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Imphal Barracks, Osnabruck; Transit into History

Posted in Osnabruck 76-84?, Uncategorized by 노강호 on May 8, 2012

Imphal Barracks, Dodeshiede, Osnabruck. (L-R) RHQ, Band Block, Cookhouse

My most poignant memories of army life took place in Osnabruck and Imphal Barracks, where I was stationed from around 1976-1984.

Where I lived for 8 years

I remember the downy birch trees from which clouds of yellow pollen drifted, when the wind blew across the barracks, in spring. It greatly irritated Mick Henderson, our bandmaster, who suffered hay fever. The species of birch were specifically Betula pubescens around which the ‘fly agaric,’ toadstool (Amanita muscaria), with its distinct red cap and white spots, often grew. Downy birch and the ‘fly agaric’ have a symbiotic relationship. Occasional some quite poisonous toadstools grew around our band block, including the ‘death cap’ and ‘destroying angel.’ I remember the winters when borders of grey-black snow, hardened to ice, edged the regimental square and paths from December until April. And in summer, the grass between the various ‘blocks’ was parched a thirsty brown. I did most of my taekwon-do, from white belt to black, training under the canopy of birch trees by our band block and had an intimate relationship with the seasons from the dank smell of the lichen on the papery bark of the birch trees to the taste of the dust that my footwork kicked up in the summer. And of course, a myriad of faces traverse that landscape.

Probably 1978, with Dave Bott, on the patch of grass outside the band block which later became our volleyball court

April 1982, shortly after my black belt, with Georg Soupidis (then 3rd dan)

It was, in retrospect, quite a beautiful barracks, spacious and well-ordered with tended gardens and where buildings, with the exception of the gymnasium, were single floor buildings and hence blended into, rather than dominated the wooded background. In this sense it was the antithesis of austere barracks such as Imphal Bks, in York,  where there wasn’t a shred of grass, or functional, somewhat clinical type barracks such as Cambrai, in Catterick Garrison, from which we’d just arrived.

some of the old married quarters

A posting of eight years was a long one and it meant that you became acquainted with the small army of civilian staff that work in every barracks but whom you rarely got to know. Most of the small army of civilians were women and indeed, the only man I can remember was ‘Peter,’ the barber. Other civilians, some British, worked in the WRVS and the library both of which were opposite the Guardroom. the faces of some of the German women who worked in the cookhouse, I can still remember.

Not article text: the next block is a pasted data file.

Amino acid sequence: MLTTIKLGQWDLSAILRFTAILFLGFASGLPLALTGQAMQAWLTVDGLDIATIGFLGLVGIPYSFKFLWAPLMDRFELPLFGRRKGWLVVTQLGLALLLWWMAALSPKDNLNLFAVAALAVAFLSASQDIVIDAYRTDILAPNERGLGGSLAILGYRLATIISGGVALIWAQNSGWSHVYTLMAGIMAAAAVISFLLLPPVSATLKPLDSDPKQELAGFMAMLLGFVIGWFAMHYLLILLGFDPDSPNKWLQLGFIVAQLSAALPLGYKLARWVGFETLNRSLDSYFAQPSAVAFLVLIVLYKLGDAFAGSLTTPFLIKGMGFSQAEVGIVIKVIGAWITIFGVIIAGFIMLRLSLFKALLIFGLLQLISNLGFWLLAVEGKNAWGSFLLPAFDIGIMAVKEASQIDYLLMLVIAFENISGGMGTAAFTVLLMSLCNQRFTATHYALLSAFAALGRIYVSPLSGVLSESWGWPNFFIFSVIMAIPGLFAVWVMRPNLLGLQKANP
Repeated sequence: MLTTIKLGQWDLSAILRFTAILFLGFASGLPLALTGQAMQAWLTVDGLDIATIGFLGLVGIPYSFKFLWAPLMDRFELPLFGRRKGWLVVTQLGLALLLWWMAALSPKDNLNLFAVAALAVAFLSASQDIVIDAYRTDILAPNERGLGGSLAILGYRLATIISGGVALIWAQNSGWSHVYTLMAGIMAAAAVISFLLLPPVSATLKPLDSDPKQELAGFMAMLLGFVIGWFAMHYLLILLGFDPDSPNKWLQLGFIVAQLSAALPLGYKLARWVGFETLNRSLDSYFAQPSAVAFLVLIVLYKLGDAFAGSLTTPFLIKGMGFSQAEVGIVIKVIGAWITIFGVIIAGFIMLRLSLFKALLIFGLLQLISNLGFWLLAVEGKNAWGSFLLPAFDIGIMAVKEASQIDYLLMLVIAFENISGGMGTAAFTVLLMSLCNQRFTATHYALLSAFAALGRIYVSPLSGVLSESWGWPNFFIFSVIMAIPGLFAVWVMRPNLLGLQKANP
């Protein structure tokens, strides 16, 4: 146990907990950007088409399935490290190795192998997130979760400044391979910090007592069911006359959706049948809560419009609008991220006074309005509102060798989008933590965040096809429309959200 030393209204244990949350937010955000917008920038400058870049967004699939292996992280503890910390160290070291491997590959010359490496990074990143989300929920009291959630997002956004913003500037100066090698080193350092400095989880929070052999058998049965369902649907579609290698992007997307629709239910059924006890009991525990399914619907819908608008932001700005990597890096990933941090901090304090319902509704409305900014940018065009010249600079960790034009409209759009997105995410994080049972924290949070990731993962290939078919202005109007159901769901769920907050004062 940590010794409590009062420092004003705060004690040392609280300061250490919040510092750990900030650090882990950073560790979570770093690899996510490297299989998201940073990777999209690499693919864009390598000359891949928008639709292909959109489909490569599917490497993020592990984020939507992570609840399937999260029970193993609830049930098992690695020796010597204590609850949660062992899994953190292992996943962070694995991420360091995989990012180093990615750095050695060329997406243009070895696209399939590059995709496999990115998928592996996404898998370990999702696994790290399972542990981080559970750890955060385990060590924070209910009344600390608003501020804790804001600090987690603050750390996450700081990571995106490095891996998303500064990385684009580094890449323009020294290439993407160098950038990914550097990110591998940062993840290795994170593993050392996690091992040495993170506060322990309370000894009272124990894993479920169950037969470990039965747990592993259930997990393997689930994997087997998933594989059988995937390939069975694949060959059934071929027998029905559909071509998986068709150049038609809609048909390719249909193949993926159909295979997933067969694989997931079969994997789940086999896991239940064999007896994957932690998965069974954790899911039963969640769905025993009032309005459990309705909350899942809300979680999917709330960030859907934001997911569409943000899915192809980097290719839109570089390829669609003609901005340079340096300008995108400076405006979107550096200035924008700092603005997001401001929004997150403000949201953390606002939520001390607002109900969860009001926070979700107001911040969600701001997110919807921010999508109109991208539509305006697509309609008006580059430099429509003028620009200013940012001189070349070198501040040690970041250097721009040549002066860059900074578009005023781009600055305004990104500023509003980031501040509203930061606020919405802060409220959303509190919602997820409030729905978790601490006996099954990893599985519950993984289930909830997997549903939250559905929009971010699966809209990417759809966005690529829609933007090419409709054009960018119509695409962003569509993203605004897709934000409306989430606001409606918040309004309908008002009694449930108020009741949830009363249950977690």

one of the ‘bungalow’ type barrack blogs which typified Imphal and Mercer barracks

There was also a small contingent of individuals who worked just outside the barrack entrance: Archi Konker and his family ran a highly successful ‘schnell imbiss’ wagon which stood by the Naafi every evening in the late 1980’s. Then there were the taxi drivers, one of whom was Richard Muller, who in the summer of 1981, drove me to Schiphol airport in Amsterdam when I missed my connecting train.

I visited Imphal Barracks in 1990 and considering I’d only been out of Germany for 4 years, Osnabruck was almost a ghost town and even by then Imphal Barracks had been fenced in and its environs, Am Limberg and the Naafi, were inaccessible.

the tank road (Am Limberg) which ran along the side of Imphal and Mercer barracks

At 1500 hrs on Thursday the 26th of March 2009, Imphal Barracks lowered the Union Flag which had flown over its domain for 64 years. They keys to the main gate were handed over to the Mayor of Osnabruck. So many people, both military and civilian had lived and worked here and yet trawling through the internet, so little remains as a testament to its existence. Of all the thousands of photos that must have been taken by soldiers and their families, only a handful of sources can be found.

the flag is lowered outside the guardroom and in front of what was RHQ

The barracks deserted, the gates are locked

However, Jim Blake’s, the schnell imbiss close to the barracks, is still going strong.

Jim Blake’s – still around and still getting good reviews

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© 努江虎 – 노강호 2012 Creative Commons Licence.

Further References

Photos of the deserted barracks taken in 2010. (link)

Last Post, Osnabruck. (Royal British Legion)

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More Westphalian Winters

Posted in 5th Royal Inniskilling Dragoon Guards, Band, BAOR, Osnabruck 76-84? by 노강호 on February 6, 2012

I recently found these photos lurking in the bottom of an old BFPO box. They were taken in Osnabrück, Imphal Barracks, either in 1979, in the winter before Dave Smith and I went to Kneller Hall, or in 1981/82, after we returned. I’m making this guess as Andy Coombes is in a  similar winter photo (Westphalian Winters) and had left the band by the time we returned from KH.

Charlie Harris posing in the snow

Mick Pickering and Phil Watson

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©努江虎 – 노강호 2012  Creative Commons Licence.

Westphalian Winters

Posted in Osnabruck 76-84?, Uncategorized by 노강호 on July 22, 2011

a great photo capturing Phil Watson and Andy Coombs at a significant moment

I have special memories of winters in Osnabrück. I think these photos must have been taken around 1978 because Dave Smith and I went to Kneller Hall in 1979 and Andy Coombs had transferred to another band by the time we returned.

Osnabrück winters were severe with heavy snow appearing usually at about the same time we were playing in the Hallemünsterland show, which was every December. The snow hung around for months and I clearly remember chunks of compacted snow, the remnants of that which had been swept to the side of pavements, loitering into early April.

Then, there were odd occasions when the finest drizzle fell onto the freezing ground and everything was glazed in a fine sheet of black ice. I only remember this kind of weather twice over a 10 year period but it was memorable because for several hours everything was suspended; all traffic stopped and the pavements were so treacherous that even walking  a short distance was dangerous.

There were a numbers of photos taken at the same time as the two I have added here, the others included Knocker Patterson, Bones and Mick Pickering.

Both photos are intensely familiar to such a point I can almost feel the nip of a Wesphalian winter and smell dinner as its aroma drifts from the nearby cookhouse. In the photo above, to the left of Phil Watson’s head, are the birch trees around which I practiced taekwondo over 7 years.

Bob Hallett and John Adye on the edge of the Regimental Square